I found that when I my job required my talking to large groups pretty much all day, that my vocal muscles really became quite relaxed. The constant use and requirement to speak at a fairly loud volume, day after day (months) really improved my abilty to sing well.

So talk a lot, and loud.
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Old 03-10-2012, 04:42 PM   #70
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Originally Posted by Ridg3
I'm going to be outright honest here. I have a shit singing voice, I mean absolutely terrible. Can I work with what I have to be a good singer if I use proper techniques?

Practise, honestly. As much as possible. Unless you're completely tone-deaf (which is doubtful because you wouldn't even claim to have a singing voice at all, no matter how bad), you can get to an acceptable standard with practice. I used to be a below-average singer. I busked for a couple of months last summer which meant I was singing for an hour or two every day, at least five days a week. Within months my improvement was unbelievable. Just try and get some private time (because it's embarrassing singing badly in front of people) and spend at least half an hour a day (preferably more) singing along as well as you can to your guitar, or if you get bored of that, just put an album on and sing along to some of your favourite songs. You eventually get accustomed to where notes are, how far to shift your pitch to get from one note to another, etc. It's not dissimilar from learning to play an instrument.

The more you practise, the quicker you'll improve. But if you could do five hours a week I bet you'd see a huge improvement within two months. Just do it properly, singing along quietly or half-heartedly won't do it, and sing songs that lie outside your comfort zone to improve your range. Stuff like Bon Jovi, Guns n Roses, Nirvana, if you're into any of that it's perfect. Just scream along, even if you're way out of tune you will be training your voice. I'd probably stop if it starts hurting though. Slight soreness/hoarseness afterwards is to be expected but don't destroy your throat :]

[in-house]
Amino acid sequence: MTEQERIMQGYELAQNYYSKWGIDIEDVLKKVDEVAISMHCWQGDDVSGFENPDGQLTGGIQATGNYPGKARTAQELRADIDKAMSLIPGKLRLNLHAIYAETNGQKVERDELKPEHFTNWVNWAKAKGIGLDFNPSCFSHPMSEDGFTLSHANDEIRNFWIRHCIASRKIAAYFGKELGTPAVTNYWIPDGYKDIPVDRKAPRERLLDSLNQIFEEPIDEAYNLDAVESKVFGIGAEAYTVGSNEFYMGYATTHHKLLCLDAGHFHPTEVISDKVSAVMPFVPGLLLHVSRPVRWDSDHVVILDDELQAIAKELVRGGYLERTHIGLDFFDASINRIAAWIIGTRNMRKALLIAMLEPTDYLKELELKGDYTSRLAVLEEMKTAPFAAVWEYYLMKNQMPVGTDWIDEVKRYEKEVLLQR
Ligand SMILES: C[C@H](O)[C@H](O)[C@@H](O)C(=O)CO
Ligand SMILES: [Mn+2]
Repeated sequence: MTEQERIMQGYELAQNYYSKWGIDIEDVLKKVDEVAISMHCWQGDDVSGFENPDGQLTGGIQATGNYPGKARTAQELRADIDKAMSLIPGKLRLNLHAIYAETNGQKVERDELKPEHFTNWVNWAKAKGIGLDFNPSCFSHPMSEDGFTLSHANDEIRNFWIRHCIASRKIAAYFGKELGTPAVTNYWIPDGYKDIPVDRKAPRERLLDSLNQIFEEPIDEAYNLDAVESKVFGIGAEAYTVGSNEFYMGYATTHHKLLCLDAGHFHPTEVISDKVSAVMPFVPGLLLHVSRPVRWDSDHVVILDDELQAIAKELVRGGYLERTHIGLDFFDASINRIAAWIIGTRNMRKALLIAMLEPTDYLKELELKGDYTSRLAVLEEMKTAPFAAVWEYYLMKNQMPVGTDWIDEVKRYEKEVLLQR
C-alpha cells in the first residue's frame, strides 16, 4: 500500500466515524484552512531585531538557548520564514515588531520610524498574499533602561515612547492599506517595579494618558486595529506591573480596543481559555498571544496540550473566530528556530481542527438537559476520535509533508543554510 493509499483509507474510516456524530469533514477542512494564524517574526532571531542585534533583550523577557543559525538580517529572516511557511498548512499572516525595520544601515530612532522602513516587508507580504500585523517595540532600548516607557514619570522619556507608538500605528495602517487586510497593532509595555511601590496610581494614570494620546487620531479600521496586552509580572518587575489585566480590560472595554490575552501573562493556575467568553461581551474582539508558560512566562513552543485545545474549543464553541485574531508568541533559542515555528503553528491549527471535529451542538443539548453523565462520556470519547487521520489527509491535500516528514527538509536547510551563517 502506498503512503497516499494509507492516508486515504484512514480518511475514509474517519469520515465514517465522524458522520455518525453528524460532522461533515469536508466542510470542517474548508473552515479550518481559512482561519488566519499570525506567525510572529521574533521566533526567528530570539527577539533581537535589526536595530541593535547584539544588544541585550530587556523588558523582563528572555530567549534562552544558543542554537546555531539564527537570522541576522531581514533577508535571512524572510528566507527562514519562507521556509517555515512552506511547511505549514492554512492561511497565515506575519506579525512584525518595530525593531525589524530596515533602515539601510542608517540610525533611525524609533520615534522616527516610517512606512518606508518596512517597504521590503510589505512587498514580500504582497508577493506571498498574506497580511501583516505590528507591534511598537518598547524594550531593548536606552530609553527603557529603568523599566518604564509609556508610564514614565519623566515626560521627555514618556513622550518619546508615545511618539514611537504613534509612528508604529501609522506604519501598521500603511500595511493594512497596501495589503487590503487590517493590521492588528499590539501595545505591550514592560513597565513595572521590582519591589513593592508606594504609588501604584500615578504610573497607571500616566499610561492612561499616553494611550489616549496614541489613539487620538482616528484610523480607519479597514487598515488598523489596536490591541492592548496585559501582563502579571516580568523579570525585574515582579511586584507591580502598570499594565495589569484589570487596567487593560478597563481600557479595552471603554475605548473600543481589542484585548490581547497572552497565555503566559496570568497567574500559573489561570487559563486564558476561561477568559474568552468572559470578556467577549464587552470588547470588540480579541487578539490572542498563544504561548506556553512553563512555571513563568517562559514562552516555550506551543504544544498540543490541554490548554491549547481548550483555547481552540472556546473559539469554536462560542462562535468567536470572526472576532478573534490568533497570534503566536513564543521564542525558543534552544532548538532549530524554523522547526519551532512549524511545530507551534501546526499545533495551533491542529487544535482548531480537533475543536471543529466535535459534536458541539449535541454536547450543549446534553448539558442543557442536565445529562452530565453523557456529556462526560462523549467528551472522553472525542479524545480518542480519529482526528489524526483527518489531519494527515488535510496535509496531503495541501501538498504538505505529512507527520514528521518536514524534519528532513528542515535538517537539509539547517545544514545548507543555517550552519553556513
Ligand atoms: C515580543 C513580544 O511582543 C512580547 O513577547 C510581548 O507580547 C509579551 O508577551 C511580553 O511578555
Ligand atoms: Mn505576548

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Old 03-10-2012, 05:10 PM   #71
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^ I taught myself to sing decently just by singing along with Beatles tracks when I was younger. I tend to go towards the harmonizing vocals though. I became very comfortable singing in the standard tenor range (C3-C5).

Unfortunately I don't have much of a singing voice anymore due to some scar tissue on my vocal chords, but I can still hold pitches relatively well in that range. As far as I know, my larynx can't be repaired, either
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Old 03-11-2012, 10:40 PM   #72
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There is some interesting stuff in this thread. I am trying to get into singing without a teacher and I will definitely try some of the techniques that were described here!
As this thread is already pretty old I would like to know how people that wrote in here progressed.
Is there anybody who would like to comment on this?
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Old 07-30-2012, 09:53 PM   #73
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Ive been doing brett manning's Singing Success and have seen quite a bit of improvement in a couple months, highly reccommend it (i am in no way affliated with brett manning or singing success). For the rock singers check out the band "Red" they're vocalist learned/improved with this program.